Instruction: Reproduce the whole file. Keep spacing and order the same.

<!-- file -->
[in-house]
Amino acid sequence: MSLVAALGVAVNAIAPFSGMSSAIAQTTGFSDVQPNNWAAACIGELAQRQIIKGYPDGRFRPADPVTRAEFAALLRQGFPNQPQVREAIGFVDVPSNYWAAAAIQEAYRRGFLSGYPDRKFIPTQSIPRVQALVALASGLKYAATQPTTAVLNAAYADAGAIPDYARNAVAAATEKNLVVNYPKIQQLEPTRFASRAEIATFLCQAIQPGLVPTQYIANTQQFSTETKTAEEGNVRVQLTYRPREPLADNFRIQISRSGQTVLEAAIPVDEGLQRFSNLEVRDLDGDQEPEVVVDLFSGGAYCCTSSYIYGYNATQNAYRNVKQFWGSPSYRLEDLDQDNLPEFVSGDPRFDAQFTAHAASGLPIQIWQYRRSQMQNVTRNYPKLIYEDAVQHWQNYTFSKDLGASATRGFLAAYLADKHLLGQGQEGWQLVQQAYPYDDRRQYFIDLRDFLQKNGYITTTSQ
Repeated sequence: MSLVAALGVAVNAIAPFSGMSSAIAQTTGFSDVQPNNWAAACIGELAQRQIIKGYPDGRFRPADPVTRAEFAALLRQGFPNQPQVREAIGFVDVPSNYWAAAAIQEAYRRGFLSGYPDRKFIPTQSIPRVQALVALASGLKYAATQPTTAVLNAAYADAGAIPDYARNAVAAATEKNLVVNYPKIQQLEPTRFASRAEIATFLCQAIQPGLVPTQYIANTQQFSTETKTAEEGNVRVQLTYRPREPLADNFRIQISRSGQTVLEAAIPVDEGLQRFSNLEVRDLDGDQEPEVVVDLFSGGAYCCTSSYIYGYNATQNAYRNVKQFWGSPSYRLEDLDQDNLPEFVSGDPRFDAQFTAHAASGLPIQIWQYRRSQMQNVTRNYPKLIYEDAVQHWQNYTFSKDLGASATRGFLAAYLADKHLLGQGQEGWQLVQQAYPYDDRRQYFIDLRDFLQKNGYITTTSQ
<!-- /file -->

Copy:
[in-house]
Amino acid sequence: MSLVAALGVAVNAIAPFSGMSSAIAQTTGFSDVQPNNWAAACIGELAQRQIIKGYPDGRFRPADPVTRAEFAALLRQGFPNQPQVREAIGFVDVPSNYWAAAAIQEAYRRGFLSGYPDRKFIPTQSIPRVQALVALASGLKYAATQPTTAVLNAAYADAGAIPDYARNAVAAATEKNLVVNYPKIQQLEPTRFASRAEIATFLCQAIQPGLVPTQYIANTQQFSTETKTAEEGNVRVQLTYRPREPLADNFRIQISRSGQTVLEAAIPVDEGLQRFSNLEVRDLDGDQEPEVVVDLFSGGAYCCTSSYIYGYNATQNAYRNVKQFWGSPSYRLEDLDQDNLPEFVSGDPRFDAQFTAHAASGLPIQIWQYRRSQMQNVTRNYPKLIYEDAVQHWQNYTFSKDLGASATRGFLAAYLADKHLLGQGQEGWQLVQQAYPYDDRRQYFIDLRDFLQKNGYITTTSQ
Repeated sequence: MSLVAALGVAVNAIAPFSGMSSAIAQTTGFSDVQPNNWAAACIGELAQRQIIKGYPDGRFRPADPVTRAEFAALLRQGFPNQPQVREAIGFVDVPSNYWAAAAIQEAYRRGFLSGYPDRKFIPTQSIPRVQALVALASGLKYAATQPTTAVLNAAYADAGAIPDYARNAVAAATEKNLVVNYPKIQQLEPTRFASRAEIATFLCQAIQPGLVPTQYIANTQQFSTETKTAEEGNVRVQLTYRPREPLADNFRIQISRSGQTVLEAAIPVDEGLQRFSNLEVRDLDGDQEPEVVVDLFSGGAYCCTSSYIYGYNATQNAYRNVKQFWGSPSYRLEDLDQDNLPEFVSGDPRFDAQFTAHAASGLPIQIWQYRRSQMQNVTRNYPKLIYEDAVQHWQNYTFSKDLGASATRGFLAAYLADKHLLGQGQEGWQLVQQAYPYDDRRQYFIDLRDFLQKNGYITTTSQ